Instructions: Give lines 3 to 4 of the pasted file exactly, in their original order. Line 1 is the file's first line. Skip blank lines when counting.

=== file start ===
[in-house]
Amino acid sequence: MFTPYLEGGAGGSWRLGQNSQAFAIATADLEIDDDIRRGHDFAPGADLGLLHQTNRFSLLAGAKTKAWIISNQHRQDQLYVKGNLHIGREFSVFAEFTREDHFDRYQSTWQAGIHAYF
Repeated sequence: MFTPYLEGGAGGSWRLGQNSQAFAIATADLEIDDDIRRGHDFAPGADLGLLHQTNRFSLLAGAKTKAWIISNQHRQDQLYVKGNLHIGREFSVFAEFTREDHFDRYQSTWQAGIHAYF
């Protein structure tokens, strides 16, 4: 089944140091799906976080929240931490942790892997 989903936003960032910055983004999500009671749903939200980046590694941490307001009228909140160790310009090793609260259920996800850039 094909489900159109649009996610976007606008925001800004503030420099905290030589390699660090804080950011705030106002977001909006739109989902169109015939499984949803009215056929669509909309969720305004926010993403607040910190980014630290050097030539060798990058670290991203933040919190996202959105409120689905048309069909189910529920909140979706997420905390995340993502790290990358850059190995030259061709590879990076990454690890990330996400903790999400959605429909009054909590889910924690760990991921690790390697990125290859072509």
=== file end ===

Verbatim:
Repeated sequence: MFTPYLEGGAGGSWRLGQNSQAFAIATADLEIDDDIRRGHDFAPGADLGLLHQTNRFSLLAGAKTKAWIISNQHRQDQLYVKGNLHIGREFSVFAEFTREDHFDRYQSTWQAGIHAYF
């Protein structure tokens, strides 16, 4: 089944140091799906976080929240931490942790892997 989903936003960032910055983004999500009671749903939200980046590694941490307001009228909140160790310009090793609260259920996800850039 094909489900159109649009996610976007606008925001800004503030420099905290030589390699660090804080950011705030106002977001909006739109989902169109015939499984949803009215056929669509909309969720305004926010993403607040910190980014630290050097030539060798990058670290991203933040919190996202959105409120689905048309069909189910529920909140979706997420905390995340993502790290990358850059190995030259061709590879990076990454690890990330996400903790999400959605429909009054909590889910924690760990991921690790390697990125290859072509």